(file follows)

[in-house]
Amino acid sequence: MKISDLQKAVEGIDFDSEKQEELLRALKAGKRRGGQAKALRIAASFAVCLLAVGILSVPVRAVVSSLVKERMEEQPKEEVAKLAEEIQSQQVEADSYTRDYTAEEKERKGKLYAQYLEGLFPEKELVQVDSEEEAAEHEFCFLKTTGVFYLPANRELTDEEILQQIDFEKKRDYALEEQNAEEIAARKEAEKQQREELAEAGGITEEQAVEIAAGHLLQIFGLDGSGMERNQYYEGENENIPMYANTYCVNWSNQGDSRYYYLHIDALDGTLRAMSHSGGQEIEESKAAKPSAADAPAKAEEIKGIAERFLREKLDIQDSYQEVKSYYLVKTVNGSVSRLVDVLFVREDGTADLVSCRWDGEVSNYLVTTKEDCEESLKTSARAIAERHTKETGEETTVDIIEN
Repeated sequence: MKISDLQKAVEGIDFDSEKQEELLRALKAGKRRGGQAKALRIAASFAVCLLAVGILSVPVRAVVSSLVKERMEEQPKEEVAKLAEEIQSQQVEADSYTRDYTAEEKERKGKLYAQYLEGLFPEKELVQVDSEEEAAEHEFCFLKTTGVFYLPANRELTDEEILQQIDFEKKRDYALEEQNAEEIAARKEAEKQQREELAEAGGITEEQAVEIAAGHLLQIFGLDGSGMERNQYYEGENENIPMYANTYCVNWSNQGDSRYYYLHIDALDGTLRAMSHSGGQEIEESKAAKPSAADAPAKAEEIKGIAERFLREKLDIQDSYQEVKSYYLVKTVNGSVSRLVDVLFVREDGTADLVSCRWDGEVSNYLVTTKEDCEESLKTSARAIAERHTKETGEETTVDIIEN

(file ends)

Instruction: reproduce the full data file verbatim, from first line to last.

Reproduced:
[in-house]
Amino acid sequence: MKISDLQKAVEGIDFDSEKQEELLRALKAGKRRGGQAKALRIAASFAVCLLAVGILSVPVRAVVSSLVKERMEEQPKEEVAKLAEEIQSQQVEADSYTRDYTAEEKERKGKLYAQYLEGLFPEKELVQVDSEEEAAEHEFCFLKTTGVFYLPANRELTDEEILQQIDFEKKRDYALEEQNAEEIAARKEAEKQQREELAEAGGITEEQAVEIAAGHLLQIFGLDGSGMERNQYYEGENENIPMYANTYCVNWSNQGDSRYYYLHIDALDGTLRAMSHSGGQEIEESKAAKPSAADAPAKAEEIKGIAERFLREKLDIQDSYQEVKSYYLVKTVNGSVSRLVDVLFVREDGTADLVSCRWDGEVSNYLVTTKEDCEESLKTSARAIAERHTKETGEETTVDIIEN
Repeated sequence: MKISDLQKAVEGIDFDSEKQEELLRALKAGKRRGGQAKALRIAASFAVCLLAVGILSVPVRAVVSSLVKERMEEQPKEEVAKLAEEIQSQQVEADSYTRDYTAEEKERKGKLYAQYLEGLFPEKELVQVDSEEEAAEHEFCFLKTTGVFYLPANRELTDEEILQQIDFEKKRDYALEEQNAEEIAARKEAEKQQREELAEAGGITEEQAVEIAAGHLLQIFGLDGSGMERNQYYEGENENIPMYANTYCVNWSNQGDSRYYYLHIDALDGTLRAMSHSGGQEIEESKAAKPSAADAPAKAEEIKGIAERFLREKLDIQDSYQEVKSYYLVKTVNGSVSRLVDVLFVREDGTADLVSCRWDGEVSNYLVTTKEDCEESLKTSARAIAERHTKETGEETTVDIIEN